Why we remember Goli otok

Goli Otok is a place marked by the Yugoslavian Communist regime’s repression against the thousands of individuals held captive on the island. The inhospitable and uninhabited island between Rab and Senj is one of the sites with the greatest symbolic significance in the contemporary history of Croatia, and of its time as a republic in the former Yugoslavia. However, only run-down and derelict buildings remain of the erstwhile prison camp, which later became an actual prison on Goli Otok. Sheep graze among these ruins during winter, while in the summer, tourists wander around in search of experiencing the “Alcatraz of the Adriatic”, as the island is pitched to them by tourist agencies and local boat operators.

Although almost everyone in Croatia has heard of Goli Otok, few can say more than a couple of meaningful sentences about it. One of the more important reasons for this discrepancy lies in the lack (until recently) of comprehensive scholarly research about Goli Otok. The publishing of Dr. Martin Previšić’s book, The History of Goli Otok, in early 2019, represented a great step forward in the scholarly research of this important topic. However, with its six-hundred-or-so pages, Previšić’s book vastly exceeds the wider public and the average visitor’s interest in the matter.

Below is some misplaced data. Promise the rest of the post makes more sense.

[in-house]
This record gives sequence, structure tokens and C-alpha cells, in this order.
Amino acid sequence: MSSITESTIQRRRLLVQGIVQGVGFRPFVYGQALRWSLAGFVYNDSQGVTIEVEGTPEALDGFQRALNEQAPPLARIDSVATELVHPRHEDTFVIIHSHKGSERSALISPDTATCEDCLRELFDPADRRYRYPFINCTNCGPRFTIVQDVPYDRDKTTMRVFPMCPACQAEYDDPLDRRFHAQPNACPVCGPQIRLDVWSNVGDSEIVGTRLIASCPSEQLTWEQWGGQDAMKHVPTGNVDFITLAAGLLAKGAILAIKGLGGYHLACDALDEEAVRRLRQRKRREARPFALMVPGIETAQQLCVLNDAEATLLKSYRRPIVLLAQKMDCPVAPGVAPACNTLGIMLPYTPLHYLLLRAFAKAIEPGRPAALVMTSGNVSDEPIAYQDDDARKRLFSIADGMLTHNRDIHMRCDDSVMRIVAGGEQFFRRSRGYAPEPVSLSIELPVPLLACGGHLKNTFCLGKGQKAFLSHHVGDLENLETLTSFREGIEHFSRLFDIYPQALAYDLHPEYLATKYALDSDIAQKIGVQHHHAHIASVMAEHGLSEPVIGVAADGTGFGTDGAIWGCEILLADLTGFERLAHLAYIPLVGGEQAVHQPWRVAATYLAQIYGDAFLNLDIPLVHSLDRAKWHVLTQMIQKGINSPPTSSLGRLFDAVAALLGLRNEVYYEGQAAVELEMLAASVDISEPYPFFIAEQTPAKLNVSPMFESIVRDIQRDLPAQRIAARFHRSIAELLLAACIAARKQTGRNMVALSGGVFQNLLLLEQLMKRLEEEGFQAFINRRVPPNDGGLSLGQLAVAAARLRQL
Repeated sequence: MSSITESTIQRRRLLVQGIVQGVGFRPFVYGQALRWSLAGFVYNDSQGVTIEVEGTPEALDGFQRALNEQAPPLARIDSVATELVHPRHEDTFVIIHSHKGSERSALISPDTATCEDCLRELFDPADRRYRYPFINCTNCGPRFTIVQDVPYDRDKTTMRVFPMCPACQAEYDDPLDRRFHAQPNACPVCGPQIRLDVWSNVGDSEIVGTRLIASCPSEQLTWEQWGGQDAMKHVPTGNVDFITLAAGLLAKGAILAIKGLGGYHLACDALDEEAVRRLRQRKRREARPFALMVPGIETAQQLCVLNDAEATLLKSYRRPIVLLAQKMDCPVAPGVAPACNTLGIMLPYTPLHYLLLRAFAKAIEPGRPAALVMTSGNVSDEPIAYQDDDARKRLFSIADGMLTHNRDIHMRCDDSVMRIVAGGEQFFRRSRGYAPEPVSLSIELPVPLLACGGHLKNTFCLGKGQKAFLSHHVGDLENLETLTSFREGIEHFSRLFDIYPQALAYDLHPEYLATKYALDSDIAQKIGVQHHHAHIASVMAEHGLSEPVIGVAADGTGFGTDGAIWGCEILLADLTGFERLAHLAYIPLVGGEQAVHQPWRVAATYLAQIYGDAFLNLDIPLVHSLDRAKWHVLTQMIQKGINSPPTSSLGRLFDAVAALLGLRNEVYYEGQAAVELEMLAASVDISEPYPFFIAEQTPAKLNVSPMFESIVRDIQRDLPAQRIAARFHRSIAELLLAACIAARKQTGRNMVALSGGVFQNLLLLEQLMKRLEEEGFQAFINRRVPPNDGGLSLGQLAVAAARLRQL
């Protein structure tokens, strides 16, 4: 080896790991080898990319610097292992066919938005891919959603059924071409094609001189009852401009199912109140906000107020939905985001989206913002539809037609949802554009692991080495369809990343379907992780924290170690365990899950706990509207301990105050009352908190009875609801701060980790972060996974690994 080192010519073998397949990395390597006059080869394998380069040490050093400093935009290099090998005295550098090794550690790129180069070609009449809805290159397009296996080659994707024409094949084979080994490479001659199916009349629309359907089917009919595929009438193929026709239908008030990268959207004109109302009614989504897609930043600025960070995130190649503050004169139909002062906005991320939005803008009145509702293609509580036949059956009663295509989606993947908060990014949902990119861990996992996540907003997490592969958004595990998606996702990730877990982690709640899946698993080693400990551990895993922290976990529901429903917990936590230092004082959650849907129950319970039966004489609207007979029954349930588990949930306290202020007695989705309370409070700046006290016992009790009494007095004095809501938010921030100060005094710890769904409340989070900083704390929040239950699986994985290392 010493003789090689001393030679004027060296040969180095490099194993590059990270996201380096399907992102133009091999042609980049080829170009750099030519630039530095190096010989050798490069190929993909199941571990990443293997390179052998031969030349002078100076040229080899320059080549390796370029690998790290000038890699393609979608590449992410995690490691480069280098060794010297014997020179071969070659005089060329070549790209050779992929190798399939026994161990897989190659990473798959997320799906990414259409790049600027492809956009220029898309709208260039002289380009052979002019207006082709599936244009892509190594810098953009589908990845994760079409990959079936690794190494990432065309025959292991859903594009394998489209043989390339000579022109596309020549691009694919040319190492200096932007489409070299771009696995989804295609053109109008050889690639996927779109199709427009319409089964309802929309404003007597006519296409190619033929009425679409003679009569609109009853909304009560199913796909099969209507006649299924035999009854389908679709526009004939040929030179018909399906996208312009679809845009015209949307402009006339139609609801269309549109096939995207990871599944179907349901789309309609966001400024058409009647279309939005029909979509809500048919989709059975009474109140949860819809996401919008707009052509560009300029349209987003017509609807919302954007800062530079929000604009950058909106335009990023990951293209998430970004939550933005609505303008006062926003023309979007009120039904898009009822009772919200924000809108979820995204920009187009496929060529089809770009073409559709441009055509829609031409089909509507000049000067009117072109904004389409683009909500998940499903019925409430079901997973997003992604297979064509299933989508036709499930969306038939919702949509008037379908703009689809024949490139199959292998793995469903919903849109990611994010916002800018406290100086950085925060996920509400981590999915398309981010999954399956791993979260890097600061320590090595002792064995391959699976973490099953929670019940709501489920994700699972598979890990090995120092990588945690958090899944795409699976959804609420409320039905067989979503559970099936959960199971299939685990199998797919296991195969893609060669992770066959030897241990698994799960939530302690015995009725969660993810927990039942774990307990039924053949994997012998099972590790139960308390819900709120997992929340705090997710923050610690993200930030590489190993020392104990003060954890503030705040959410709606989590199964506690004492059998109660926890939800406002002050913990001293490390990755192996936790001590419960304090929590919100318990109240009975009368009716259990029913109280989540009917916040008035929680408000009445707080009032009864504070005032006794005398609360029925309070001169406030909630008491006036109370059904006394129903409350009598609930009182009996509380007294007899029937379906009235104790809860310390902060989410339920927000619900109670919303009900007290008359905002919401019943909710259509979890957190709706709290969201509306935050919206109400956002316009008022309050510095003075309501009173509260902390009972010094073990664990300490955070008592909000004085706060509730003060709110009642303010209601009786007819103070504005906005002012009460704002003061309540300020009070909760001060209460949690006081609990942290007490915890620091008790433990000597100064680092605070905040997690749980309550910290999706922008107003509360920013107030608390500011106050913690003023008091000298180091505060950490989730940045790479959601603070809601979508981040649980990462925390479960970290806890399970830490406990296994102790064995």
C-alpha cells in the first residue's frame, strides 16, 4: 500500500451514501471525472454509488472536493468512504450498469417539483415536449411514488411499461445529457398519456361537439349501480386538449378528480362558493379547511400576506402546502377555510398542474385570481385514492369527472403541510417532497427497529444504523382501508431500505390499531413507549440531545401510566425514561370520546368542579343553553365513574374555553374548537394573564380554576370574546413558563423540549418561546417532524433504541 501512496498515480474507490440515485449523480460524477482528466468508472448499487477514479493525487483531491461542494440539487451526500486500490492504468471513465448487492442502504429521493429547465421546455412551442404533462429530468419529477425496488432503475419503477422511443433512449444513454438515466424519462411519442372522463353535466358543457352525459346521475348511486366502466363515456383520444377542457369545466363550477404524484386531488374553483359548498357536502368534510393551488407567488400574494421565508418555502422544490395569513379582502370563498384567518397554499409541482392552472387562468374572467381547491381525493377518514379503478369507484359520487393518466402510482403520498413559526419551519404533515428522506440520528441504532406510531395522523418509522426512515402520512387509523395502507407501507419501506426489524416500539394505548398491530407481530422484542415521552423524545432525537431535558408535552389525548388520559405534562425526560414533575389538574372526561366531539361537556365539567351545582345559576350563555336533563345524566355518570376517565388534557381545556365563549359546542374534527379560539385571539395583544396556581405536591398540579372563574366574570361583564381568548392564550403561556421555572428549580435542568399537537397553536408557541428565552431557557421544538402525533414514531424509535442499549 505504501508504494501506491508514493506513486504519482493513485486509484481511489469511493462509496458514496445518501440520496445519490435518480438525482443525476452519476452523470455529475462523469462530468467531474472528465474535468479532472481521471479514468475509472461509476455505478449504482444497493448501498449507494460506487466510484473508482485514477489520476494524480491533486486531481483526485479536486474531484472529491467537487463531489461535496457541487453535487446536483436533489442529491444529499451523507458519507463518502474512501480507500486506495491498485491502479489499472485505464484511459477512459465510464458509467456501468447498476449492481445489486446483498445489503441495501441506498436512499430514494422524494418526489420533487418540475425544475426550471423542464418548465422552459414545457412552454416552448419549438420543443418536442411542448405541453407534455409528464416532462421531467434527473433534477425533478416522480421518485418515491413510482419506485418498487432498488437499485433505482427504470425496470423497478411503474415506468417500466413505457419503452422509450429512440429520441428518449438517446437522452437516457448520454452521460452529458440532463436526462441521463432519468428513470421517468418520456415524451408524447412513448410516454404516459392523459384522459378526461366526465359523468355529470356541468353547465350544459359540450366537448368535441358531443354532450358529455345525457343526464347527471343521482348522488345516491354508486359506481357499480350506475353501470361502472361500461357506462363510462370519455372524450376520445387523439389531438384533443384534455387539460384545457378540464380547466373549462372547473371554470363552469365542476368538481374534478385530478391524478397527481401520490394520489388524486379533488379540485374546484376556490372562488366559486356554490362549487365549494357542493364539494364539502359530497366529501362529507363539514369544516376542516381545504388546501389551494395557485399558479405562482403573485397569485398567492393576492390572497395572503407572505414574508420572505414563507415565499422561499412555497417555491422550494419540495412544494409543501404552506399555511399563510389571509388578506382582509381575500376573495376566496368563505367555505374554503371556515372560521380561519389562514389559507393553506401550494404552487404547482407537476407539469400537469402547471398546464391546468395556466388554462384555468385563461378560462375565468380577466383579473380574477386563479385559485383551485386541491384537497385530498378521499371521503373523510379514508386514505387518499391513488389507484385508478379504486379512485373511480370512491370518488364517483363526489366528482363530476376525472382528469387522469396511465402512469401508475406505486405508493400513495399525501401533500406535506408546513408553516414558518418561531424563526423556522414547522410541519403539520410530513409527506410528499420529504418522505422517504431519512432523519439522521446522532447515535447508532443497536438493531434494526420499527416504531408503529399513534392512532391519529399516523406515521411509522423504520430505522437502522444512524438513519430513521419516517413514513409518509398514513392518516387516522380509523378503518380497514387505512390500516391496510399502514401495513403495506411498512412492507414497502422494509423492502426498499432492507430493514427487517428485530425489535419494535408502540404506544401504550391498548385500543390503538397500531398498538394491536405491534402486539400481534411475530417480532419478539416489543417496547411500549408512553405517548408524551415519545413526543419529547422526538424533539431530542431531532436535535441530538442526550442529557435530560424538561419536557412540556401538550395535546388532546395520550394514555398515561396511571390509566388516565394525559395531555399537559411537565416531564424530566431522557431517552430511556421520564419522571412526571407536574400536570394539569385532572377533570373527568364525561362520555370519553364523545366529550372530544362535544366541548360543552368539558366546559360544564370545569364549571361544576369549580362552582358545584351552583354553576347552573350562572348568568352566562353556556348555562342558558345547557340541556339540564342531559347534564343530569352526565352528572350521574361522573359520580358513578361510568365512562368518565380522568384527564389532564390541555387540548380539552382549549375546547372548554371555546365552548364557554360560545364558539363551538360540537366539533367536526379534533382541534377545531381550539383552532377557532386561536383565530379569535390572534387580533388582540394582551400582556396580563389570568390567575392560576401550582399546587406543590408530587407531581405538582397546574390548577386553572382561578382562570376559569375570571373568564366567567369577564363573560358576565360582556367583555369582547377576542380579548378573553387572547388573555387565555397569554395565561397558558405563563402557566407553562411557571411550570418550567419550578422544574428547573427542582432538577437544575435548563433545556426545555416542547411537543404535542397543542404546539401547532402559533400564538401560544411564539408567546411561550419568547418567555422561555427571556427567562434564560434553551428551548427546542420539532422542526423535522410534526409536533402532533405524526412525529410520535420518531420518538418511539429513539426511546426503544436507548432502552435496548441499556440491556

This website, created in cooperation with Dr. Martin Previšić, offers a short introduction to the political history of Goli Otok, and a guide to the part of the island most frequently toured by visitors. Readers are presented with the results of Dr. Previšić’s years-long research in a plain and simple form, suitable for those with no previous knowledge of Goli Otok, or the political history of Croatia.

In addition to providing basic information about the prison camp, and prison, on Goli Otok, the aim of this virtual guide through the history of the internment camp on Goli otok is to stimulate readers to think about ideologically motivated violence within the framework of various regimes that held sway on the territory of today’s Croatia. At the same time, we wish to stress the importance of safeguarding the human rights and freedoms of each individual, and encourage empathy with the victims of political and ideological violence.

We hold educating the public while stimulating critical reflection and public dialogue to be the fundamental postulates in shaping active citizens, ready to stand against the restrictions against the freedom of speech, thought and action within the framework of the constitutional-legal order. With this virtual guide on Goli otok, we wish to contribute to the development of a society founded upon democratic and civic values, a society in which dictatorship and political violence will never again happen.

Dr. Boris Stamenić

Coordinator of the Culture of Remembrance programme at Documenta – Center for Dealing with the Past